Looking back, the GDR’s leading economist Günter Mittag blames the collapse of the East German economy on the rigidity of Erich Honecker’s pursuit of the “unity of economic and social policy.” Honecker’s policy, Mittag asserts, was directed toward stabilizing the regime through increased consumption and thereby ruined the country’s productive capacity.

GDR Economics Minister Günter Mittag Explains the Failure of the Planned Economy (1991)

  • Günter Mittag



There were few principles that determined Erich Honecker’s thinking on economic issues. Higher labor productivity, yes, but without any noticeable demands on the individual in the sense of extra work. Pats on the back instead of discipline. When in doubt, he preferred to spend money on the social sector rather than manufacturing. He did not understand the interdependency of accumulation and consumption.

At the same time, he also failed to recognize the changed significance of consumption. His view was that new products were certainly desirable but, in the end, what mattered was that people had a roof over their heads and enough to eat. This was related to his own personal life experiences in the past. He had not internalized the fact that needs had taken on a totally different quality and that—owing to generational change—people determined what they wanted based on what they saw of present-day reality in the FRG, and not based on a past they were largely unfamiliar with.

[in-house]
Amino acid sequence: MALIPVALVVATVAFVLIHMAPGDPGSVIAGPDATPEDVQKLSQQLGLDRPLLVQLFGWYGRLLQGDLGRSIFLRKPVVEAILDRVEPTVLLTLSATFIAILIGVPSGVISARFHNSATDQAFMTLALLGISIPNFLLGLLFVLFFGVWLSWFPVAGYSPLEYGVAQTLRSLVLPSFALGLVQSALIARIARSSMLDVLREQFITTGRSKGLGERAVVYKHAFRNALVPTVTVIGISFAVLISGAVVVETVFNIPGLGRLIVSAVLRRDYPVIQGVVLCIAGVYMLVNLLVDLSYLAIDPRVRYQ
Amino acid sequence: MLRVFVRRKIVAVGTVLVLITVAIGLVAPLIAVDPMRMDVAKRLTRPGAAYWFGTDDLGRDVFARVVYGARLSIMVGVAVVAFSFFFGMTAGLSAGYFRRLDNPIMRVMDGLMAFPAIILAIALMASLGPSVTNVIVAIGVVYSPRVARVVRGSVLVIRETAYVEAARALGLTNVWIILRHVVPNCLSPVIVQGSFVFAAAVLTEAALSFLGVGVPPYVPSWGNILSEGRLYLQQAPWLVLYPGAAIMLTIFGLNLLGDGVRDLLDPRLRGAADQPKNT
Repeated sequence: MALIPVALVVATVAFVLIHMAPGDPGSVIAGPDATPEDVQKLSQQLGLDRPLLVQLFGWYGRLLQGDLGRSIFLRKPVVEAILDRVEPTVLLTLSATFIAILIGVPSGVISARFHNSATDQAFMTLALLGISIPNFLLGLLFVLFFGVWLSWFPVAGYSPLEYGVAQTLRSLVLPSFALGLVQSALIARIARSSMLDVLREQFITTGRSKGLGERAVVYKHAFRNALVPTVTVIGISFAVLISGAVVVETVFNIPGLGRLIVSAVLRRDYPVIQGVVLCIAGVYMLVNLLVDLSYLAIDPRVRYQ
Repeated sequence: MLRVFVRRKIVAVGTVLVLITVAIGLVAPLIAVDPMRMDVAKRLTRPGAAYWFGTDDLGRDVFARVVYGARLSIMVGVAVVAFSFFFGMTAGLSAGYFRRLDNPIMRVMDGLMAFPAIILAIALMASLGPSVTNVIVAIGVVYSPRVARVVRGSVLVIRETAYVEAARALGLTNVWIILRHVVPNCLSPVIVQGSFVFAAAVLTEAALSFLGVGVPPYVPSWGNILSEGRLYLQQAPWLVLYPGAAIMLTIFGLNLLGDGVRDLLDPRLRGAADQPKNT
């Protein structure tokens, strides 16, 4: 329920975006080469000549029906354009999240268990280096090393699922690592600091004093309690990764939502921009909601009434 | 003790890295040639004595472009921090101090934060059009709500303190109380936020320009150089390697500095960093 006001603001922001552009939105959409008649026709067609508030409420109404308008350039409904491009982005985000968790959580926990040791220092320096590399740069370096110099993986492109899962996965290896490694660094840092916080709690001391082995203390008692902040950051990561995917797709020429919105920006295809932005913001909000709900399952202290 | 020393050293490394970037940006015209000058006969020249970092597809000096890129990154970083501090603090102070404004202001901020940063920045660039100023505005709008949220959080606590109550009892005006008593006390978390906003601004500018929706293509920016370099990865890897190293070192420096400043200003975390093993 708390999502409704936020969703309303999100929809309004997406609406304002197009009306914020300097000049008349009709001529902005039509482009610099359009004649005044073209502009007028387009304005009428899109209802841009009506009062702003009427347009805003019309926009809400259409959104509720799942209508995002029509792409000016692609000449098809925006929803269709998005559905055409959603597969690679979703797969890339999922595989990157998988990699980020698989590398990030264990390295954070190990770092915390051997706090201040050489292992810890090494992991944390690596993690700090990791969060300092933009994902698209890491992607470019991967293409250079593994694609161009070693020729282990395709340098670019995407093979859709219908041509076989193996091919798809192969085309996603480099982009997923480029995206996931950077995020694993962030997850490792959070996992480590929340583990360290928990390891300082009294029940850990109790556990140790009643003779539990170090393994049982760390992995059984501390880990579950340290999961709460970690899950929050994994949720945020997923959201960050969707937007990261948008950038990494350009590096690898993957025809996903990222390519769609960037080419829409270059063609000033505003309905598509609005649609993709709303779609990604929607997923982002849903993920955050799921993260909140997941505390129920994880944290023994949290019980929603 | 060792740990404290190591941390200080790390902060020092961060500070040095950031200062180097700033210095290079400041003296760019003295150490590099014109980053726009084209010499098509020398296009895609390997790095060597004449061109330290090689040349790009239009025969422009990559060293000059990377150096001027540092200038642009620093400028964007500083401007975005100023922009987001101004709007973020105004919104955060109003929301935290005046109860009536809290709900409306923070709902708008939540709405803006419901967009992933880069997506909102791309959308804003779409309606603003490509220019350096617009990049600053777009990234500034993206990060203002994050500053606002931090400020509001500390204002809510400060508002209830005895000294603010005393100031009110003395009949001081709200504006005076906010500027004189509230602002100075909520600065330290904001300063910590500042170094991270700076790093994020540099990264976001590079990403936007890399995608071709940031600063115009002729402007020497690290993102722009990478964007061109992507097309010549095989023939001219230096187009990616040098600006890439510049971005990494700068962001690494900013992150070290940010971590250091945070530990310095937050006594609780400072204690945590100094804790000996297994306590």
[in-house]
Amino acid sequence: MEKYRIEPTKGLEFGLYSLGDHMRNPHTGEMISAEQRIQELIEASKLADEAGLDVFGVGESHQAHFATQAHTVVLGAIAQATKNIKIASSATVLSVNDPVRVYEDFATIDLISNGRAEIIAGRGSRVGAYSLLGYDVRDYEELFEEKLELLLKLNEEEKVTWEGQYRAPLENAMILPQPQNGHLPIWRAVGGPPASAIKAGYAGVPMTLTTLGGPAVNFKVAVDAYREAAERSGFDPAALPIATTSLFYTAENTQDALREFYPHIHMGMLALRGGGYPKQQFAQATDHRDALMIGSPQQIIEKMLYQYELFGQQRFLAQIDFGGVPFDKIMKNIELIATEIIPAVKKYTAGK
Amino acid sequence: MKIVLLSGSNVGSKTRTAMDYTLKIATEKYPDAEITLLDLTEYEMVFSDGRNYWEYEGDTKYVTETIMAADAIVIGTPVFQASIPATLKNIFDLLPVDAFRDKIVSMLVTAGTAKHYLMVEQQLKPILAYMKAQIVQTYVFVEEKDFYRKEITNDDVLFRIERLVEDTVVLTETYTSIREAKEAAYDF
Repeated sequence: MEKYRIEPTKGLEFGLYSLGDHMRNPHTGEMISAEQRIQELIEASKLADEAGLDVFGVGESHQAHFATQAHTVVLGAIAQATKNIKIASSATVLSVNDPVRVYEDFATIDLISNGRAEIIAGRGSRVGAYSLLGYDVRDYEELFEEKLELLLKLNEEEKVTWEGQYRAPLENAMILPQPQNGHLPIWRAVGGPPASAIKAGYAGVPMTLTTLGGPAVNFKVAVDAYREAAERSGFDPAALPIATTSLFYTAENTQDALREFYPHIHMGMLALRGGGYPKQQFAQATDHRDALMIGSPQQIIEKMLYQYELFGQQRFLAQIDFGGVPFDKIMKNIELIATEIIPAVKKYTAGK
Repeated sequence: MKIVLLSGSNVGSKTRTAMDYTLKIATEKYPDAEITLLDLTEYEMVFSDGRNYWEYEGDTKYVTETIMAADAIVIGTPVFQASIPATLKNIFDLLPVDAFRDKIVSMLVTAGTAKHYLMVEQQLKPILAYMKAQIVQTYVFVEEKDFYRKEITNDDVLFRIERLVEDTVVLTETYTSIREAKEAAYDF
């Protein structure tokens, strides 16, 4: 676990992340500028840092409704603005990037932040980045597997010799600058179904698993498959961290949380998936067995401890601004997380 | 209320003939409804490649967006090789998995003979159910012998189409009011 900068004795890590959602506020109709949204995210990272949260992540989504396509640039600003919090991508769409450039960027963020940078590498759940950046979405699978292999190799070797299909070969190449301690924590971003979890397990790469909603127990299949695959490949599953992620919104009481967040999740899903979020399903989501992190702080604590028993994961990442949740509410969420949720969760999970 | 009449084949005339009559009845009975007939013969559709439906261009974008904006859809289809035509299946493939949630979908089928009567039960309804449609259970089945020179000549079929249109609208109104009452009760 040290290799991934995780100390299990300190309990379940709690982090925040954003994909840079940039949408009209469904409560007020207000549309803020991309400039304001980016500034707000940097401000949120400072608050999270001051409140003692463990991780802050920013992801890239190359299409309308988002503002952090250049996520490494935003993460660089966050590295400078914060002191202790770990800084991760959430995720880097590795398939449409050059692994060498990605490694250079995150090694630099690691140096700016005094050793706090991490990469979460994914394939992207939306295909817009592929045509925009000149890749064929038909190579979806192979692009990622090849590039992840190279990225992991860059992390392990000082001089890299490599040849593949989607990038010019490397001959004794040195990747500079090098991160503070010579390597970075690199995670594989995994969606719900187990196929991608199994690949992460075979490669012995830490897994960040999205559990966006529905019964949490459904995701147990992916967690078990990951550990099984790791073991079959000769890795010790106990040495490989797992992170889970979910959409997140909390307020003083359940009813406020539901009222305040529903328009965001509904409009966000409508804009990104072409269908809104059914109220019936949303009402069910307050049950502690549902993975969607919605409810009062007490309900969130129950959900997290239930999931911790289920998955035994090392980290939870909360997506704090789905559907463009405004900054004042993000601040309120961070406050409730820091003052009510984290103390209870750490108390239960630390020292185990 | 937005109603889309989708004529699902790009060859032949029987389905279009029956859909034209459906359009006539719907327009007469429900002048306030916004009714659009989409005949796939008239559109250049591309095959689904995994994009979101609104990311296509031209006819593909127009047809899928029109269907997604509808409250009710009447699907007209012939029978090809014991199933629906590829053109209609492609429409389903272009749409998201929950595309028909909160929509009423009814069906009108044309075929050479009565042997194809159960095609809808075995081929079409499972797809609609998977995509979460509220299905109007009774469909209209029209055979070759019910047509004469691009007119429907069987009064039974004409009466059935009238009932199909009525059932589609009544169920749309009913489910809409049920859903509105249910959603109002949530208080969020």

Now I better understand why it was often so terribly difficult to get his approval on some essential questions, why ideas were so often rejected. Judging by some of his language, he did in fact make demands for higher labor productivity, etc., but as soon as it was a matter of practical consequences, meaning raising the level of productive accumulation at the expense of consumption—and here it would have been society’s consumption—he didn’t approve. On the surface, he was not hostile to new questions. However, when it came to fundamental decisions, he usually followed his simplified guiding principles.

Unfortunately, Erich Honecker's static thinking made itself felt in essential questions of economics. He wanted stability (in the well-understood sense of the word) at any price and did not understand that it was precisely this insistence on stability—in the sense of holding on to the same old, entrenched structures—that inevitably caused the opposite of stability, namely, instability. So it was neither possible to make corrections in the distribution of funds in favor of industrial investments nor to alleviate the subsidy burden, which had become unbearable, by changing consumer price policies.